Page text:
Major rise in minimum wage required

The Alliance Party says the National Government’s 25 cents per hour rise in the minimum wage does nothing to help low income New Zealanders who are living in a state of financial crisis.

Alliance Party co-leader Kay Murray says the Alliance has argued for many years that a substantial rise in the minimum wage would have positive economic and social outcomes.

“Wage increases stimulate the economy and create new jobs.”

“A higher minimum wage would mean more income for the Government through an increased tax take and it would mean less money spent on subsidies for low income earners such as the working for families package and rent subsidies.”

She says the Government is currently making up the difference between what minimum wage workers get paid and the amount workers need to live on.

Ms Murray says the minimum wage must realistically reflect the cost of living in New Zealand and should pay for the basics, which it does not do today.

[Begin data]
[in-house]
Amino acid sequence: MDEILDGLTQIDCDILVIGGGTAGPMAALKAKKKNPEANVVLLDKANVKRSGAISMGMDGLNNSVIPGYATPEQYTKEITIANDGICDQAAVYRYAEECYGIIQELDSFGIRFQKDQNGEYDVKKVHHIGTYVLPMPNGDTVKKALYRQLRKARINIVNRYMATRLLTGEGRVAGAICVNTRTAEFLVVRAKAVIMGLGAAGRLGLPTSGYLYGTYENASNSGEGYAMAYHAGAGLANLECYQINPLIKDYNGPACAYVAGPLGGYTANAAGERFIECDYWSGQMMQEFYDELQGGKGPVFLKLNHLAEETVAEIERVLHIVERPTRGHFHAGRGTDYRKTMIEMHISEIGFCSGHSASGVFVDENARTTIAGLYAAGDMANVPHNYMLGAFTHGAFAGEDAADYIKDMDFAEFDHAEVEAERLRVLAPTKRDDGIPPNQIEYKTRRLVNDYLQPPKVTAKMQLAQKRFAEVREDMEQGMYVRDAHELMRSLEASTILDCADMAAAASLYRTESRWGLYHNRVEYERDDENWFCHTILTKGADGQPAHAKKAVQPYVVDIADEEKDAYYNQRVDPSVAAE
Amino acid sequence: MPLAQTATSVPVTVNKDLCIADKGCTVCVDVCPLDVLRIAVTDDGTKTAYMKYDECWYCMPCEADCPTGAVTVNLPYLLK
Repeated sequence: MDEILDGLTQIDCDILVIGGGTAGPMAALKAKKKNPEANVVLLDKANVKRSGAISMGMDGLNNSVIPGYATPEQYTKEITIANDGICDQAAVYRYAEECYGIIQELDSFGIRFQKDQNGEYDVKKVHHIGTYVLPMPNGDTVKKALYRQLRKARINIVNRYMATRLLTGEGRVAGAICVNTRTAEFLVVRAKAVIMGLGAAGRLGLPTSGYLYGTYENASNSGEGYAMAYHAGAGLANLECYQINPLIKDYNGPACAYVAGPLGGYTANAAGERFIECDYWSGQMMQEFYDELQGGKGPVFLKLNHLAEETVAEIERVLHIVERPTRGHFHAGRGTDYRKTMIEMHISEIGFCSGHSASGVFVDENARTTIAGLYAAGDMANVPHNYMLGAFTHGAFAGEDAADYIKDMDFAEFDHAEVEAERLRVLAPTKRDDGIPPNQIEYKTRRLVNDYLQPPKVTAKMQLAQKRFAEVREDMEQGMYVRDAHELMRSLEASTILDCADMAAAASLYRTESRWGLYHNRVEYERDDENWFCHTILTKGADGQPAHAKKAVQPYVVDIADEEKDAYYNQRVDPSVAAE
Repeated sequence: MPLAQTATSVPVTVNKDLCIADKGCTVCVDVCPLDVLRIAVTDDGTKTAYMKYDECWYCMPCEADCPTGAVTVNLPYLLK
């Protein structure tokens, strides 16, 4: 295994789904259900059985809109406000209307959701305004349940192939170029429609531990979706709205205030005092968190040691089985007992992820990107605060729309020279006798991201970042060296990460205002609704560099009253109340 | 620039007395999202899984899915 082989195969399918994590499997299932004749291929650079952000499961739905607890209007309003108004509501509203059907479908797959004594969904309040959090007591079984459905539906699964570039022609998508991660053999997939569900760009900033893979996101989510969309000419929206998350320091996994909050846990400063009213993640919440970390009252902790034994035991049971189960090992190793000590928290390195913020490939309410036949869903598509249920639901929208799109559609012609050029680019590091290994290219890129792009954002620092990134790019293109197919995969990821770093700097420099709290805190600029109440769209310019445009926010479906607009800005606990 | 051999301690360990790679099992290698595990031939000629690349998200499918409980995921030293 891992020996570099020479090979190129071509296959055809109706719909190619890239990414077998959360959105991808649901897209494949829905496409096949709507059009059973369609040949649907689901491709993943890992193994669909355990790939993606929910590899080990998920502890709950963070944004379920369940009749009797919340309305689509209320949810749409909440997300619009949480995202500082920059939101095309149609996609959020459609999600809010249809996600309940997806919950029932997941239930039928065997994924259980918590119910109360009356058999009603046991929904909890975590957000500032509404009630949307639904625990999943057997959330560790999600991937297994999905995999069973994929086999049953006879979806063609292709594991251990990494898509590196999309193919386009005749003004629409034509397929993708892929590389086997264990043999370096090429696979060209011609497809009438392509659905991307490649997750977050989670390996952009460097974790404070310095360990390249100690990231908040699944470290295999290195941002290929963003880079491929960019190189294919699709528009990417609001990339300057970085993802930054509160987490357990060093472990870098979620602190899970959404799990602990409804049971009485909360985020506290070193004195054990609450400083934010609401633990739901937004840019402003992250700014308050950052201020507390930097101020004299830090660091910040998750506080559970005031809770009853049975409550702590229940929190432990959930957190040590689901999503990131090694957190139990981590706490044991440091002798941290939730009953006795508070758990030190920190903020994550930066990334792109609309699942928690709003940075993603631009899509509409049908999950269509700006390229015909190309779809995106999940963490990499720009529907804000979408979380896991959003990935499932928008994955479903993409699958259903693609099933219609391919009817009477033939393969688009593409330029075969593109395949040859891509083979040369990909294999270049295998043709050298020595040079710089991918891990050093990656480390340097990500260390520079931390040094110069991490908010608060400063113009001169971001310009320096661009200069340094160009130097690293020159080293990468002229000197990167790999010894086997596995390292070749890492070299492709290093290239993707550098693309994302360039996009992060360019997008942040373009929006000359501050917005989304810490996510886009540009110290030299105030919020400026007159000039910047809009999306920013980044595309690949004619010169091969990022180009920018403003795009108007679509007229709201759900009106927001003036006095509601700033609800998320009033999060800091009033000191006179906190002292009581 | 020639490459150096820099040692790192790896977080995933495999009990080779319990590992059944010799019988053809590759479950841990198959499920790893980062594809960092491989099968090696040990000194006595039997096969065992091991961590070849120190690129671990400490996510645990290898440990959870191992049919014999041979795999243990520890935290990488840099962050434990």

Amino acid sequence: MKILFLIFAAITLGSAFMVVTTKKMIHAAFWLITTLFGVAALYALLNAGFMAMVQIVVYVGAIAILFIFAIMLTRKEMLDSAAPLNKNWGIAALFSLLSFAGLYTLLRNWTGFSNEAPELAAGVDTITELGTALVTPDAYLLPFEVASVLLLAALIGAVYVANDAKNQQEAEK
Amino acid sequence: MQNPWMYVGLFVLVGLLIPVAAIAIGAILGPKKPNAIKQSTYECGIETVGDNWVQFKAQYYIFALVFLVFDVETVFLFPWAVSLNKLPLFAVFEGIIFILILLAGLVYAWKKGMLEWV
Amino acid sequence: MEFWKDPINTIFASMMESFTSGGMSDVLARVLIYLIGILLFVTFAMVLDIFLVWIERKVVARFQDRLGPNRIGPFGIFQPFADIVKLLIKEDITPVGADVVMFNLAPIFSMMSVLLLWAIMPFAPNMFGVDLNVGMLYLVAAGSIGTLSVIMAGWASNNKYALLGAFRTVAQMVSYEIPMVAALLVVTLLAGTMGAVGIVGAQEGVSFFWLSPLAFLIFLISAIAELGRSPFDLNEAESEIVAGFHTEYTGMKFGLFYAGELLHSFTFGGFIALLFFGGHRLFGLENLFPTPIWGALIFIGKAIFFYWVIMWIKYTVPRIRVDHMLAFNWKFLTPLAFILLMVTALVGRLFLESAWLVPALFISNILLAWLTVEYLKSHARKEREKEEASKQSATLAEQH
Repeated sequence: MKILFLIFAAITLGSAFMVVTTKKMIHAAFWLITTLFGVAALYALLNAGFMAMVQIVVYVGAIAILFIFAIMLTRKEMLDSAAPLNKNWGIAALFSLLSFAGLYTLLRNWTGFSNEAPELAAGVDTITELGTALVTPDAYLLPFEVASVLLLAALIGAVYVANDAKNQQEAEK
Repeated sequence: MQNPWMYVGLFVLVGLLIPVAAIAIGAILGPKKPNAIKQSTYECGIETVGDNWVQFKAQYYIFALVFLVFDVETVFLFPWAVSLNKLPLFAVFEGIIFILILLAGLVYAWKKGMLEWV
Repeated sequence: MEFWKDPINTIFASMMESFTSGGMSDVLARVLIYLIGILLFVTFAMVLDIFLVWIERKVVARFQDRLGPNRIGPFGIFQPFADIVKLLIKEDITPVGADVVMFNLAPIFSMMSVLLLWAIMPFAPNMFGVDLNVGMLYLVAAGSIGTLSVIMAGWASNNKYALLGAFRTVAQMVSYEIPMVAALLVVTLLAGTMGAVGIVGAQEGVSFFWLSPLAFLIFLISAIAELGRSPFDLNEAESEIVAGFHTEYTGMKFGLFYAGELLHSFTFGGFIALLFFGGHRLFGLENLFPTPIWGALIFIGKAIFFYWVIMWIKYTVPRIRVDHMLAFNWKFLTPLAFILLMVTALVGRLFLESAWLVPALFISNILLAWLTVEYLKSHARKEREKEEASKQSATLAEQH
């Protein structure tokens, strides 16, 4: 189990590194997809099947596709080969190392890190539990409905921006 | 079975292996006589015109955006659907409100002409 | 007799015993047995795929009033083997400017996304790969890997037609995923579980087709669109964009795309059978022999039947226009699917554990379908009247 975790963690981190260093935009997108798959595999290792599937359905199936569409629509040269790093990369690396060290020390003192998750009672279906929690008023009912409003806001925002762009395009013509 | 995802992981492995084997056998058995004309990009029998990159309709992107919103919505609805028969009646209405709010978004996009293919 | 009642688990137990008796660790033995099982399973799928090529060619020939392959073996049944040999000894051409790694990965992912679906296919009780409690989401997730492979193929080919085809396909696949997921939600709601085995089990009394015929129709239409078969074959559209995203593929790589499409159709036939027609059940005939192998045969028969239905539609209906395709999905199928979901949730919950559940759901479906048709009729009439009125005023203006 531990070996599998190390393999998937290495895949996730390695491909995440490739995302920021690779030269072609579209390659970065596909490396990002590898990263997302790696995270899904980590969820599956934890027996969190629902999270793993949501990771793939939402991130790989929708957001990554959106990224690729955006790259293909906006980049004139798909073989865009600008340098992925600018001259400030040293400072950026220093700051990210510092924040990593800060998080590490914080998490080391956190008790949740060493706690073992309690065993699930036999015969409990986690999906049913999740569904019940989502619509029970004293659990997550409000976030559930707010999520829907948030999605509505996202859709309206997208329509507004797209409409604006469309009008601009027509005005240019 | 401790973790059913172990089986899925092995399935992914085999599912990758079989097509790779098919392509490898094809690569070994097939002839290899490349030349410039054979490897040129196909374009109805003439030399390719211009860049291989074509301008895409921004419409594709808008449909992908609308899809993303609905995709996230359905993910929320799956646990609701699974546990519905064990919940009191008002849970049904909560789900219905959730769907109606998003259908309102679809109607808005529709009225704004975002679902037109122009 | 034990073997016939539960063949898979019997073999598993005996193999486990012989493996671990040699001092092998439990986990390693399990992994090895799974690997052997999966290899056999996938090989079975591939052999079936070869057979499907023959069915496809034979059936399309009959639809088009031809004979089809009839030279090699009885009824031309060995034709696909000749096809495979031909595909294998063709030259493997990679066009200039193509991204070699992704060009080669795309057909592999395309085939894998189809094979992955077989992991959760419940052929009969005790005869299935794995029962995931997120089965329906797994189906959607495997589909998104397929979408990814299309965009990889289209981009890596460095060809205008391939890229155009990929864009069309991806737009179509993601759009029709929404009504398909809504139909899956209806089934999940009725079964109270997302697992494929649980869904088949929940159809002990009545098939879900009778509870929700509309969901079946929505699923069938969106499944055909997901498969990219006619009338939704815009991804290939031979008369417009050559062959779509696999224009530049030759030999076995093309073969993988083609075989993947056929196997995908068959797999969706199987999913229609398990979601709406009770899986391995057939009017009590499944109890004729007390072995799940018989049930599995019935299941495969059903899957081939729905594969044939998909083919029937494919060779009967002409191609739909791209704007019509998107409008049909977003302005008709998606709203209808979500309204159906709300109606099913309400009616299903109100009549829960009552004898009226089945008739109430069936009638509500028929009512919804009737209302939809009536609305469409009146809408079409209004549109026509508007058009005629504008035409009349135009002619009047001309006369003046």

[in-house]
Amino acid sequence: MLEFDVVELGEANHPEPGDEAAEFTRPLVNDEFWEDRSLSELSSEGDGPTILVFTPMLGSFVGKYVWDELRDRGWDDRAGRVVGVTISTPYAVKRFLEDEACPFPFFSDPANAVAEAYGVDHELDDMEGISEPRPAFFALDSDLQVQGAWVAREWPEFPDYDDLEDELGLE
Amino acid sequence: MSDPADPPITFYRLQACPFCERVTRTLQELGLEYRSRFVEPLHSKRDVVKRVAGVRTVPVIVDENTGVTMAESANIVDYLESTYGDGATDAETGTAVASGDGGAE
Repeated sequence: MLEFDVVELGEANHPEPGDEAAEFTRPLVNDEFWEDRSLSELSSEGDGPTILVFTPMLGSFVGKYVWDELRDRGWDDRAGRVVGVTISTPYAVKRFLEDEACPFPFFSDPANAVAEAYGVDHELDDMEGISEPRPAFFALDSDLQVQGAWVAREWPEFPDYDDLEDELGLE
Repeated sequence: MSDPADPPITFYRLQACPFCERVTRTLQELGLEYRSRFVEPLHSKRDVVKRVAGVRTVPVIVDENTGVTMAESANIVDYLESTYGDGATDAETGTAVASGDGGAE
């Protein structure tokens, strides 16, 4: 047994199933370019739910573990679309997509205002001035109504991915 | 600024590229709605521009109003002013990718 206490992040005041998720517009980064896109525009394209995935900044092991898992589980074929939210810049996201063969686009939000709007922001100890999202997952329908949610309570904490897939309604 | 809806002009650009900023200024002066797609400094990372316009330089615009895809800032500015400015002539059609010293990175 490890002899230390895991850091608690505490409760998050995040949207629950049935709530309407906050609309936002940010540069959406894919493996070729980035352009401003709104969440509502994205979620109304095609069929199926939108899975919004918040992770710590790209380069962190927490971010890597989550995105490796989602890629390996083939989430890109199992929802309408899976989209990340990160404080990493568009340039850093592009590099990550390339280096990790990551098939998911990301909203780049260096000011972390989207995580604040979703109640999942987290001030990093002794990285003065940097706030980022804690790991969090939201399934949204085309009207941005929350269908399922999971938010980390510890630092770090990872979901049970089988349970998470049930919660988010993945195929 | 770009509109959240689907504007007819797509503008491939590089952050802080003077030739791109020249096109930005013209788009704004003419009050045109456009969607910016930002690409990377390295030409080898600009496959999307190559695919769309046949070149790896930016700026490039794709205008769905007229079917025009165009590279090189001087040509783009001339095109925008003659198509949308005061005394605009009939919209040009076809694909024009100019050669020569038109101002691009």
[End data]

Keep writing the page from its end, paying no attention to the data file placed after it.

Many larger employers making substantial profits are doing so by underpaying their often young and vulnerable workers who have little bargaining power, she says.

The share of wealth going to workers has decreased for many years, and low income workers are the most disadvantaged of all, battling with rising food, accommodation and transport costs.

The Alliance supports the Unite Union campaign for a minimum wage of $15 an hour and for annual increases until the minimum wage is brought up to 66% of the average total hourly earnings.

The Alliance Party policy is for a $17 per hour minimum wage.

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